Sunday, September 25, 2011

More Gents

Since I possess precious few century-old pictures from my own family, I’ve fancied photographs from that era to be a rare occurrence. Yet, when I consider all the far-flung geographic locations for the studios from which this collection's portraits originate, I struggle to figure out any familial connections for these "rare occurrences."

On the other hand, nowadays, we give away pictures of ourselves, not only to family but to friends and even to acquaintances, giving little thought to expense or scarcity. Perhaps, as I muse over these last few unidentified photos from the collection of Edna Tully McCaughey, I need to consider that, even in those times, some people may have found the means to dole out their likenesses in less of a stingy, miserly fashion than my portrait-deprived situation leads me to imagine.

Regardless of whether these are family or friends, here are the last of the out-of-town photographic callers for the Tully and McCaughey families.

Take this first portrait. It was done in Brazil, Indiana. I didn’t even know where Brazil, Indiana, is. I knew of the Sullivan and Clifford family connections in Valparaiso, just over the state line from the Tully family home in Chicago. But, only thanks to a peek at the handy MapQuest, I can see that it is a long way from any familial homestead to the town of Brazil. Like three hours kind of long way—and that’s by today’s travel methods. Whoever this gentleman was who posed for his portrait at the City Gallery photographer I am at a loss to imagine. Unless it was a family member on vacation (to a small town southwest of Indianapolis???), I’m going to have to say perhaps it was a generous (or perhaps narcissistic) friend.

Moving from southwest Indiana past hometown Chicago in the opposite direction, this next handsome young buck chose a studio known as The Robinson in Duluth, Minnesota, for his portrait. Thanks to the Minnesota Historical Society’s Directory of Minnesota Photographers, I can see that J. B. Robinson, the principal for that studio, was in business at 209 West Superior Street in Duluth for the years 1892-1893. No…wait…the directory also has a separate entry for the same studio, showing the photographer in business there in 1897. Confusing? I’ll just stick with the decade of the 1890s and call it quits (although I sure would like to know who this subject is).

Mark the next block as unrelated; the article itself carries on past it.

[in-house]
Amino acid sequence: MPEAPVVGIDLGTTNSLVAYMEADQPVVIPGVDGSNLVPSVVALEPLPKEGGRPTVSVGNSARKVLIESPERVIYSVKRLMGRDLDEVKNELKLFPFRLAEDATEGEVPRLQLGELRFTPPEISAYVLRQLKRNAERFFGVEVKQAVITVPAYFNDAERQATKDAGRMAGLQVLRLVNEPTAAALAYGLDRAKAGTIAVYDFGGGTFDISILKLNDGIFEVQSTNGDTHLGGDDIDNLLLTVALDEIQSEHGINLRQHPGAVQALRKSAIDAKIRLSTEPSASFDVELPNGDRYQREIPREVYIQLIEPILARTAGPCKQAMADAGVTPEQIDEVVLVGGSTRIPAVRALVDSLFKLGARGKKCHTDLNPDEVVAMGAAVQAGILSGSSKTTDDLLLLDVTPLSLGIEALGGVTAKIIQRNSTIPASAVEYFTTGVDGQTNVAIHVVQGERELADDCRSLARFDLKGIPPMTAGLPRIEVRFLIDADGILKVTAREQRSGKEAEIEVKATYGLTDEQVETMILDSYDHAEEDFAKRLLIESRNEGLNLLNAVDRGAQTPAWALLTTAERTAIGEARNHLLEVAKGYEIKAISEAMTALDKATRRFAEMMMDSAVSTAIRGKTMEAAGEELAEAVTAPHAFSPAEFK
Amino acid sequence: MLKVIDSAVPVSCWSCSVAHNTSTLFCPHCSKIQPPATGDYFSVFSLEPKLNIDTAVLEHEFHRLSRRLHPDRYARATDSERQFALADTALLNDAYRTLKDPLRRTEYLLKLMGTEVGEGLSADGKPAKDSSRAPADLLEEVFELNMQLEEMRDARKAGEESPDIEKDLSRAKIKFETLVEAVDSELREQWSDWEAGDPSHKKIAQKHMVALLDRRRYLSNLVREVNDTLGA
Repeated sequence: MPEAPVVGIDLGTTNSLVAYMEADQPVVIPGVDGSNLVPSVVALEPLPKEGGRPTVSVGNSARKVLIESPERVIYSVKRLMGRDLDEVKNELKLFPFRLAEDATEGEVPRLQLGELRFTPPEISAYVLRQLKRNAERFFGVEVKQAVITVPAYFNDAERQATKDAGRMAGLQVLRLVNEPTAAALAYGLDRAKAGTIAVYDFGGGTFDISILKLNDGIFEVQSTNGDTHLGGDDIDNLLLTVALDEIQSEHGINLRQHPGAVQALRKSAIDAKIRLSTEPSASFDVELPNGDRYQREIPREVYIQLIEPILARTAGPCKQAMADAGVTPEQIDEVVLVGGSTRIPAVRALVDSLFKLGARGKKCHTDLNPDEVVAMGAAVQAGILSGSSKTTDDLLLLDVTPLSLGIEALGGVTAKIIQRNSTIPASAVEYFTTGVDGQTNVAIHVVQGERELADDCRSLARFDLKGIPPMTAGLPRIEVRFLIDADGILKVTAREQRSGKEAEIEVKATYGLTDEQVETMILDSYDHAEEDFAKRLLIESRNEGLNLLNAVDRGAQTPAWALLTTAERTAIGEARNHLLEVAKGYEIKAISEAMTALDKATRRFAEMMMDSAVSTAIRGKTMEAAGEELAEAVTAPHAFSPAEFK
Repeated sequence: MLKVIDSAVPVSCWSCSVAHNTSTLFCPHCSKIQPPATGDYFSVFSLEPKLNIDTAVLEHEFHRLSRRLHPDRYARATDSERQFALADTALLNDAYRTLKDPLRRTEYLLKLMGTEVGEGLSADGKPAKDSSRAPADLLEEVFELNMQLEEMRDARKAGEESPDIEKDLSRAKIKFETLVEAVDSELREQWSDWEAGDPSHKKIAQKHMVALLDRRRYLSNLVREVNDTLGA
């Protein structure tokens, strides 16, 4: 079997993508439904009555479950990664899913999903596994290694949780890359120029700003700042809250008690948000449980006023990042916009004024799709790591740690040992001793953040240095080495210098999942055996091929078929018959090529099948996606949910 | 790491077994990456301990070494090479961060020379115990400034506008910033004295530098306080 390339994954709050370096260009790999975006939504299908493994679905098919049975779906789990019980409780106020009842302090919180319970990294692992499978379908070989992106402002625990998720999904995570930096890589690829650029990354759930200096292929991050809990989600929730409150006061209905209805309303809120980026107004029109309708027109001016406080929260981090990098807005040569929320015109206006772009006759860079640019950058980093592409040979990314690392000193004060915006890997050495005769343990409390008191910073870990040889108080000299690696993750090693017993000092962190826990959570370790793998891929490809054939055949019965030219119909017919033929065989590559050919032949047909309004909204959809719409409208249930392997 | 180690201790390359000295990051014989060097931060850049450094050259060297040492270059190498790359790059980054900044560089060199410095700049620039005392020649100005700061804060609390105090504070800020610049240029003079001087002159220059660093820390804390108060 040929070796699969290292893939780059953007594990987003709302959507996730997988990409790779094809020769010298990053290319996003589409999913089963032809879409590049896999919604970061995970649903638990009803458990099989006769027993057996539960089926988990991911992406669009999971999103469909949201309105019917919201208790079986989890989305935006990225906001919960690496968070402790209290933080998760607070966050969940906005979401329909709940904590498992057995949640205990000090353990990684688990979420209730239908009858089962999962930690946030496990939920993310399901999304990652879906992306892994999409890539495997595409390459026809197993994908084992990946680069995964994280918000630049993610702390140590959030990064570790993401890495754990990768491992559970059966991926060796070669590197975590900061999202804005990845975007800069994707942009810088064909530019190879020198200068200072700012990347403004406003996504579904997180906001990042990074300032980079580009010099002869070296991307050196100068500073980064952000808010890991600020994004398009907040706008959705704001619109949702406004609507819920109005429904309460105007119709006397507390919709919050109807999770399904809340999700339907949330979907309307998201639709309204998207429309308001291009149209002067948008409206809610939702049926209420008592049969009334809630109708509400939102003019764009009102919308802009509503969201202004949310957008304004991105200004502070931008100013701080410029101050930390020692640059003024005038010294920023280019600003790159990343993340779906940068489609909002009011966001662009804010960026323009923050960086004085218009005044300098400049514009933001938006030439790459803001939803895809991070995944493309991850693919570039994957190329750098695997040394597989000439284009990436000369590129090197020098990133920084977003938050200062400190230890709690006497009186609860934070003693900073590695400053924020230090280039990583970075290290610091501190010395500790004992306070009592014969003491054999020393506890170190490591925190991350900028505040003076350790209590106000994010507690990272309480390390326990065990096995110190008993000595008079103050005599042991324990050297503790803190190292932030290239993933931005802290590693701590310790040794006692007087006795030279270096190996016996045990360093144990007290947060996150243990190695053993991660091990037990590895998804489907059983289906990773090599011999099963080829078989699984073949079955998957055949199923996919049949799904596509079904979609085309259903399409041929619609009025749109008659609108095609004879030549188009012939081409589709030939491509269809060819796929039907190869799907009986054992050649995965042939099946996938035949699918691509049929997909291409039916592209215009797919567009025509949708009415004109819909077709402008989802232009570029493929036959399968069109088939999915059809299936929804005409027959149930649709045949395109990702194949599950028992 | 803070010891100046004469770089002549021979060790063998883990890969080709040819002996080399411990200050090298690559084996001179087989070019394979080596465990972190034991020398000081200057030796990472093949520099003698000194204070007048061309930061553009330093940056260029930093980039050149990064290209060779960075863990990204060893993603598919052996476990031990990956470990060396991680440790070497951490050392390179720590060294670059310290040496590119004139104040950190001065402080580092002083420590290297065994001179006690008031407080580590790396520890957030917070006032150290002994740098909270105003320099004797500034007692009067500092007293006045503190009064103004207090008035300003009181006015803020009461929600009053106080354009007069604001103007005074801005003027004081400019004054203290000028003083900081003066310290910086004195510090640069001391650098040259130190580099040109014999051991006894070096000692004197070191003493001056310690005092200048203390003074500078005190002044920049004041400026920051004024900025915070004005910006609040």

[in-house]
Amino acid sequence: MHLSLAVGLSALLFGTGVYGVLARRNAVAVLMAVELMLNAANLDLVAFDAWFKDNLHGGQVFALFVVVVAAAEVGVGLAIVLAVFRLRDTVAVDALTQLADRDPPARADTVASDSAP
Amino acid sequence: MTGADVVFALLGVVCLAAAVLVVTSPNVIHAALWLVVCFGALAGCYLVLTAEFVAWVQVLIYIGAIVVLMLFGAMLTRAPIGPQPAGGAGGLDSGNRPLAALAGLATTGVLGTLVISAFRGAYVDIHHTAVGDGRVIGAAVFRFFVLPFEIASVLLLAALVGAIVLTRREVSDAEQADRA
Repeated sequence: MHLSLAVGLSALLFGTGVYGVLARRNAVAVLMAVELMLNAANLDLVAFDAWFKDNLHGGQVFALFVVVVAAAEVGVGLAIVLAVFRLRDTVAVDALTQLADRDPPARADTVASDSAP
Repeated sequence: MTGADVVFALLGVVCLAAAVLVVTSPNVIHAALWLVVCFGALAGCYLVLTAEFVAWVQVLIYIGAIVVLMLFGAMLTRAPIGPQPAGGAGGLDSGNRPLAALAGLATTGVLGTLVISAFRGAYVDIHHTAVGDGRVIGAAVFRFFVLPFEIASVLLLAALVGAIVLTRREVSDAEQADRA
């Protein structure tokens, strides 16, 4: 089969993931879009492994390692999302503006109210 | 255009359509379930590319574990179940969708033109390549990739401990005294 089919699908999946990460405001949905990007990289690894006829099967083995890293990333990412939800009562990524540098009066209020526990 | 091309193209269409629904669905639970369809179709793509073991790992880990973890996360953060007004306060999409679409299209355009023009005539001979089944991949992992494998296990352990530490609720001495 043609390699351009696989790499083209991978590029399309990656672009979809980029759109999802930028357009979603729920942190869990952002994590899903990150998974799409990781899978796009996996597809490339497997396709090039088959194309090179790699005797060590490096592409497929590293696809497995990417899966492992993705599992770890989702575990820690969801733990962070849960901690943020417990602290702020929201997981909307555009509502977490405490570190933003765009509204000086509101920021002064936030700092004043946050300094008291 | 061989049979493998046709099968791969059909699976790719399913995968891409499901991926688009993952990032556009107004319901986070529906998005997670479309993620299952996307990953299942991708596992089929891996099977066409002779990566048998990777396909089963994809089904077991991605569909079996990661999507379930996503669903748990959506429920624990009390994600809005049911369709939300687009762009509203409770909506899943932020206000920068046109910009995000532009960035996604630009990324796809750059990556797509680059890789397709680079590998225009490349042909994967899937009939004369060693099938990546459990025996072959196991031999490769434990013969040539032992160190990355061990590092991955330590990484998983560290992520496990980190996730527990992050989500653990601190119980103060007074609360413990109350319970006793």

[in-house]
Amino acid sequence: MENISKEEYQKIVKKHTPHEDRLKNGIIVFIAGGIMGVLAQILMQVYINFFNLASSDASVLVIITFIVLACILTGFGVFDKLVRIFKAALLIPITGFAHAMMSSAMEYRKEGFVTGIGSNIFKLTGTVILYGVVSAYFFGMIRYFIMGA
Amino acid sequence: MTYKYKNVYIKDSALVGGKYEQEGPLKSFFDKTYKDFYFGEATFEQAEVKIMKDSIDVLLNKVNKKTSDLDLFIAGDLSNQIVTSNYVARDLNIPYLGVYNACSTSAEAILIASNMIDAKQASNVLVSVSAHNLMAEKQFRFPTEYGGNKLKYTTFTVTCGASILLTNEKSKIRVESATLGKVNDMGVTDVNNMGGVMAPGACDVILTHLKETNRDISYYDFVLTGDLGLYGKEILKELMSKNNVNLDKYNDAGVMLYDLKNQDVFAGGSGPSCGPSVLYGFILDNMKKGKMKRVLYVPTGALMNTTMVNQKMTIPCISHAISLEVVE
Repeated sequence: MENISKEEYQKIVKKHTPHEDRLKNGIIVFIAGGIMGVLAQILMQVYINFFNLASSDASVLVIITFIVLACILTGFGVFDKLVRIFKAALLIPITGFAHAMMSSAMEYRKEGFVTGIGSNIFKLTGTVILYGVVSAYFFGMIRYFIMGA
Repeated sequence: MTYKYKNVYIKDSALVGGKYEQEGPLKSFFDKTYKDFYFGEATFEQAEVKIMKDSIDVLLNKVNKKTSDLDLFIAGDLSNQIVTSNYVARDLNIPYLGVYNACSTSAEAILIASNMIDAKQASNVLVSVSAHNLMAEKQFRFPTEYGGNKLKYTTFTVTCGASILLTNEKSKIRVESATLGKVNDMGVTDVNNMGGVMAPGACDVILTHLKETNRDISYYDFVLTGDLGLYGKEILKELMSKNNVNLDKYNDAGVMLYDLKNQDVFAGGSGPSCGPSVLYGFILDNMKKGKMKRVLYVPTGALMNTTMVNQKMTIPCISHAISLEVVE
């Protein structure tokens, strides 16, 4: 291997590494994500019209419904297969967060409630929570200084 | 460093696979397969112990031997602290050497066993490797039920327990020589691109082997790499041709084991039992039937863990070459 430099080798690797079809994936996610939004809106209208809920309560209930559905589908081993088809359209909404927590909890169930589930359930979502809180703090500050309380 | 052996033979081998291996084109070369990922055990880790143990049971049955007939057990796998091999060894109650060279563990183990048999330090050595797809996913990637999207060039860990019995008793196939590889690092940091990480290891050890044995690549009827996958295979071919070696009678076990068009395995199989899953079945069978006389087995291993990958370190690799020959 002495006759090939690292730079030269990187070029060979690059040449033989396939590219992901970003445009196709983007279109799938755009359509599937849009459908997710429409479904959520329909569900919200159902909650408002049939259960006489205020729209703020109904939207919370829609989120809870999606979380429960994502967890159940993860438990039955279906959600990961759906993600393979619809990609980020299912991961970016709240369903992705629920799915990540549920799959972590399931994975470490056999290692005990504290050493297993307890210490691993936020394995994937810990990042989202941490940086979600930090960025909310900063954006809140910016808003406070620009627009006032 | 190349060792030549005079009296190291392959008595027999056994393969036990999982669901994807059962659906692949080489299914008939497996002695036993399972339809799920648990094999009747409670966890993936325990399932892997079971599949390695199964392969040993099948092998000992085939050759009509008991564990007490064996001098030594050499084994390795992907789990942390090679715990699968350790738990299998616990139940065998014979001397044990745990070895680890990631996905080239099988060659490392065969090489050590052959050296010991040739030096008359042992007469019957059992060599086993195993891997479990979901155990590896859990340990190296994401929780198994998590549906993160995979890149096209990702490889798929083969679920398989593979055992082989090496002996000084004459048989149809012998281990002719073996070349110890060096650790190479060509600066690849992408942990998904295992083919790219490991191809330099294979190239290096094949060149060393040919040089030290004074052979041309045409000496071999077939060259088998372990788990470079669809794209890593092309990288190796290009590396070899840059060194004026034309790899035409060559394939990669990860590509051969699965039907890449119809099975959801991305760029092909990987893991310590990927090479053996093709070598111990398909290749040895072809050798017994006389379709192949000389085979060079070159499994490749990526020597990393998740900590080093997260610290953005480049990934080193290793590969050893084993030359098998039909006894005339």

Minnesota connections are tempting, making it hard for me to put that question aside. After all, these photographs were actually mailed to me from Minnesota, where the collection currently resides. Edna Tully McCaughey, herself, though a Chicago girl who ultimately was buried there, evidently spent the last moments of her life in the vicinity of St. Paul in Minnesota. It makes me wonder what brought that part of the family to Minnesota, and whether this man might actually have been a McCaughey relative, rather than a Tully, Sullivan or Clifford relation.

Coming totally out of left field, the third portrait originates in Saint Louis. It turns out that photographer F. W. Guerin did not dabble merely in run-of-the-mill family sittings. His products bear an ornate reverse side, boasting of his awards and achievements. A number of online resources attest to his skill and fame, and provide the time frame of his business operation in Saint Louis. I've even found discussions on this photographer online at a genealogy forum.

As impressive as that record may have been, it still leaves me with no clue as to how this photograph's subject fits into the Chicago Tully family scheme. Chalk this one up for unidentified friend until further notice.


  1. While it is hard to picture today, back in the day of these photographs, the towns you mention, Brazil, Saint Louis, and Duluth were all on a railroad and possibly even the same one. The pictures seem to show well dress people - so I suspect they weren't railroaders per se' but had the meants to get out and about (or traveled as salemen).

    Brazil, like Chicago and Saint Louis, was a railroading hotbed with perhaps as many as 5 different railroads, the New York Central, the Pennsylvania RR, the "Big Four" (The Cleveland, Cincinnati, Chicago and St. Louis Railway) all ran through town around 1890, and even the Soo Line had trackage rights in Brazil (and Duluth).

    I went to college near Brazil - and lived in a town called Seelyville. I saw tracks behind the college and large railyards near Terre Haute - most of which are long gone now. :)

  2. There is a John L. Sullivan living in Brazil in 1890-1900 born in 1863. I see Thomas Sullivan and Ellen Stack had a son named John Sullivan. There is an outside chance this might be Thomas' grandson. He married a Mary and had a daughter named (what else) Maggie and is listed as an iron worker with parents from Ireland.


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